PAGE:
Simons Initiative for the Developing Brain

  • Awarded: 2017
  • Award #: 529085

The Simons Initiative for the Developing Brain (SIDB) was established in 2017. It is a collaborative venture between researchers at the University of Edinburgh whose mission is to discover biological mechanisms underlying autism and to use this information to deliver rational therapeutic interventions. Peter Kind is the Director and Adrian Bird is the Deputy Director.

SIDB aims to build on the existing fundamental and clinical strengths in molecular, cellular, circuit and behavioral neuroscience located within the Patrick Wild Centre. Innovative collaborative projects designed to elucidate fundamental knowledge of autism will be prioritized for funding and new principal investigators will be recruited in strategic areas. SIDB also plans to establish Ph.D. and postdoctoral fellowship programs that are dedicated to autism-focused research.

Both bottom-up and top-down approaches will be pursued in order to understand the mechanisms underlying autism and to identify rational targets for novel interventions. Model development and identification of robust phenotypes will allow for the rigorous testing of these interventions before selectively progressing potential treatments to the clinic. The bottom-up approach will target either genetic causes (using novel gene-editing strategies and virus-based gene delivery systems) or the molecular/biochemical pathways directly affected by the genetic alteration (e.g., by correcting signaling cascades). The complementary top-down approach will target the circuit and cellular deficits in an attempt to directly restore normal brain physiology. This latter approach has been greatly enhanced by the Patrick Wild Centre’s recent strategic investment in the generation of multiple rat models for autism.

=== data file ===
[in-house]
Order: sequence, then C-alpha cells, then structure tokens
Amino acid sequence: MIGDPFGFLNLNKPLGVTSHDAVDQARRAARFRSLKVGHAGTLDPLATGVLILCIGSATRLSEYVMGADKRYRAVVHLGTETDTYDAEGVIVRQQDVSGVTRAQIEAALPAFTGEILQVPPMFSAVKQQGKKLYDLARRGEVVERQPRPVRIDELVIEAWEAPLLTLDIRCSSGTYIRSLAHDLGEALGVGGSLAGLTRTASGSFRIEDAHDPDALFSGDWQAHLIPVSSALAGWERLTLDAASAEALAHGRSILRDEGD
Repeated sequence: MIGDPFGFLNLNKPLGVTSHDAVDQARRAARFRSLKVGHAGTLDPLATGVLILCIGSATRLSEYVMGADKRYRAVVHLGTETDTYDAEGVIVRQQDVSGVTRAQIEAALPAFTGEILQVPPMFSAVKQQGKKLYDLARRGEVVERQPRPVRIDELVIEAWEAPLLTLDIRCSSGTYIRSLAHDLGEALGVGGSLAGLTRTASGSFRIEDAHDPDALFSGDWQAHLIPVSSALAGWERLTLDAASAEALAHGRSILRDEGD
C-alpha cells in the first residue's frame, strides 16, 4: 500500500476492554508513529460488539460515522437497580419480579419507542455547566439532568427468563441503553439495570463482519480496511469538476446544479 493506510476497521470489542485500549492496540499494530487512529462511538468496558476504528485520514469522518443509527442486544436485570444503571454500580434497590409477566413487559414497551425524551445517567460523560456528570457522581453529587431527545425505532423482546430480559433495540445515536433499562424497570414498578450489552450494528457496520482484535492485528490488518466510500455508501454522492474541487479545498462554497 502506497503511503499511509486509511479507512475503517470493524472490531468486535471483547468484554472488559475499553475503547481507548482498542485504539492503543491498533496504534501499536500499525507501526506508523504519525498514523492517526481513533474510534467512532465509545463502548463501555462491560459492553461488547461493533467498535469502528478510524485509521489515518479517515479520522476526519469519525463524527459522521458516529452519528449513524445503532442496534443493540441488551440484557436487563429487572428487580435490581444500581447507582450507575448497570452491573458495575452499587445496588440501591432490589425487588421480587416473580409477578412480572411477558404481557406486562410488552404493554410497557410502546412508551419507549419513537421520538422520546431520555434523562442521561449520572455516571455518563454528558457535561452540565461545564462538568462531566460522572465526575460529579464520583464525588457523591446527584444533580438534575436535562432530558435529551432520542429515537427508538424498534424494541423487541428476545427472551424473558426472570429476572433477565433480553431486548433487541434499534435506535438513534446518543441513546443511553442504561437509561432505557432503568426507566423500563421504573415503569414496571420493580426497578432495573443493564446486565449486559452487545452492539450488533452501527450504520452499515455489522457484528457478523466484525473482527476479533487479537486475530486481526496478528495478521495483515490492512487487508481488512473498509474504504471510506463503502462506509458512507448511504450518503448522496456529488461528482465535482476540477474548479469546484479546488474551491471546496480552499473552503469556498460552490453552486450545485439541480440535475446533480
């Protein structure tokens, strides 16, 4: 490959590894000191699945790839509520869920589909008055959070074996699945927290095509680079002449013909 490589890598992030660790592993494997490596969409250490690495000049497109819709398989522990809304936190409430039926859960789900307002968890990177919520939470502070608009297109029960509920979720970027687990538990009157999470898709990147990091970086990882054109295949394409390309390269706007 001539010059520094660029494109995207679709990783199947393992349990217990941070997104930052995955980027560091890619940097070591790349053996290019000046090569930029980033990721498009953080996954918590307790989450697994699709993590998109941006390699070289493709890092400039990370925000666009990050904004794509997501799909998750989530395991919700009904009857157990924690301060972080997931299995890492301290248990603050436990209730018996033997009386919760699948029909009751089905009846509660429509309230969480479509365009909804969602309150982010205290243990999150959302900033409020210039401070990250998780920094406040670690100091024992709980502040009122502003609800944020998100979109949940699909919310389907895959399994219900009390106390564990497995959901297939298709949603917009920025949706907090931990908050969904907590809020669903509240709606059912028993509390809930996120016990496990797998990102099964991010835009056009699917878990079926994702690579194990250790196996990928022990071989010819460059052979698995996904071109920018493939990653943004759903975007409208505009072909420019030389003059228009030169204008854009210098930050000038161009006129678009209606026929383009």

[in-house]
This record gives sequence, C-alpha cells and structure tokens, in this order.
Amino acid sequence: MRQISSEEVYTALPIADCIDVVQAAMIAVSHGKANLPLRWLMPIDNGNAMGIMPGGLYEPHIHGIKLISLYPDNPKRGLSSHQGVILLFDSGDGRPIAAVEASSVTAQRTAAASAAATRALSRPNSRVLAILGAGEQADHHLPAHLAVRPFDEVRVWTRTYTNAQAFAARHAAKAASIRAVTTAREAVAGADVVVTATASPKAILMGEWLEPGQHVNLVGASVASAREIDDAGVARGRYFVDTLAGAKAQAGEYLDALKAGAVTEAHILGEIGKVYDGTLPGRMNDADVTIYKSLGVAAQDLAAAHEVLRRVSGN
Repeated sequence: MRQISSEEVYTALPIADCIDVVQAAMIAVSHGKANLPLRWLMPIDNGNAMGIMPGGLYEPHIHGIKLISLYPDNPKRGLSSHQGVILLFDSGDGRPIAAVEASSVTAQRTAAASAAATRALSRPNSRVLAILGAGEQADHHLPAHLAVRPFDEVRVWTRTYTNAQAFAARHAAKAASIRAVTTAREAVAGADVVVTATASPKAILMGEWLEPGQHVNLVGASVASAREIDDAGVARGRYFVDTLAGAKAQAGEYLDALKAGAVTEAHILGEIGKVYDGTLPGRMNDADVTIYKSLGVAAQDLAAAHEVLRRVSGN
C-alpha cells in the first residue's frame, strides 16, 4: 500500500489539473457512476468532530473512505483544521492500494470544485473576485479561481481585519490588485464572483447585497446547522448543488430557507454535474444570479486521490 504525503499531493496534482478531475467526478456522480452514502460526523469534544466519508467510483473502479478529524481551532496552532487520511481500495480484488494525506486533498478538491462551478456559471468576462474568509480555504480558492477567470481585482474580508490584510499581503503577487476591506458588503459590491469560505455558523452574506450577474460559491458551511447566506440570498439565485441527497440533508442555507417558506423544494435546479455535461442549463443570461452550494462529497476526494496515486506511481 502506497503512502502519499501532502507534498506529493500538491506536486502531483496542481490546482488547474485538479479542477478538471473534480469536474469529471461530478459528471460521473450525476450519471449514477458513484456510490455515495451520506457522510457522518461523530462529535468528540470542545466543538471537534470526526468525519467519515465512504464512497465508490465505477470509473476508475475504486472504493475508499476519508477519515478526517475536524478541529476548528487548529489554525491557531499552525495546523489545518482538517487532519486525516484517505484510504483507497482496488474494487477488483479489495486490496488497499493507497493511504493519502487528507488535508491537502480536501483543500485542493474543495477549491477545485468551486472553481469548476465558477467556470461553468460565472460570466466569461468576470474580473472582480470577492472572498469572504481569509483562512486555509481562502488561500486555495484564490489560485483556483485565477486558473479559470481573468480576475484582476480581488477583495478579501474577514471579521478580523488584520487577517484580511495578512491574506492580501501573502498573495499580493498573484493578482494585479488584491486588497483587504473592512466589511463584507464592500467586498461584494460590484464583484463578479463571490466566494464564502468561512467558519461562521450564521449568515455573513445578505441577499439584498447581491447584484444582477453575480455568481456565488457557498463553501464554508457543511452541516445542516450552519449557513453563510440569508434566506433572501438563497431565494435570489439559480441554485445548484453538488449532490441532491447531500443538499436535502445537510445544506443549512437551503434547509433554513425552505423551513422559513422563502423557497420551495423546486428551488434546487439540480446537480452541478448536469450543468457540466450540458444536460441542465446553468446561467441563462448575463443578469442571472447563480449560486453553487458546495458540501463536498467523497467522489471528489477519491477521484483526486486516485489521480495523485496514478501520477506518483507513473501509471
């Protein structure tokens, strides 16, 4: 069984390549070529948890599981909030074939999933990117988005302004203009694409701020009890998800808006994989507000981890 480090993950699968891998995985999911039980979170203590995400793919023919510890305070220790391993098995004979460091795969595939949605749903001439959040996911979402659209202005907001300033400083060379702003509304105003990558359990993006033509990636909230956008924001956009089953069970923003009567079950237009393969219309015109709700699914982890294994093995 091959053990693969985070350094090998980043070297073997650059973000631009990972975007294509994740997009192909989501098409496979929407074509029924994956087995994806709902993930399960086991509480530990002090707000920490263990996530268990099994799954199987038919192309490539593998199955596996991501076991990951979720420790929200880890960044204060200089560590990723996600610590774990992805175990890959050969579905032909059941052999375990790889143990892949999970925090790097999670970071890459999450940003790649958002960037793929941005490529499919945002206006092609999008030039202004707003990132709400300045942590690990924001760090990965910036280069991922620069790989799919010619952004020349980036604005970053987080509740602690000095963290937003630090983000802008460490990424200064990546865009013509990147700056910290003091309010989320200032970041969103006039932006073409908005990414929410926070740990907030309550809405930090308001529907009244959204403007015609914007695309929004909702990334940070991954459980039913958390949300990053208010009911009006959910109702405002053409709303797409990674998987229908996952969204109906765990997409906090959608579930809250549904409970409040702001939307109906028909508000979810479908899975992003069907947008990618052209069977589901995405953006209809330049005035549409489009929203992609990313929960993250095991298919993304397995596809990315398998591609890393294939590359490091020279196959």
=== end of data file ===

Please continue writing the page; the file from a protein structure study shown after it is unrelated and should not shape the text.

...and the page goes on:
As there are no treatments for autism, we do not know a priori which therapeutic approaches will be most effective, nor the appropriate age at which they should be initiated. Indeed, the best approach may vary according to the developmental stage and whether the underlying genetic mutation disrupts neural development or neural maintenance. When undertaken together in the highly collaborative environment fostered within the Patrick Wild Centre, these complementary bottom-up and top-down approaches promise to transform our understanding of autism.

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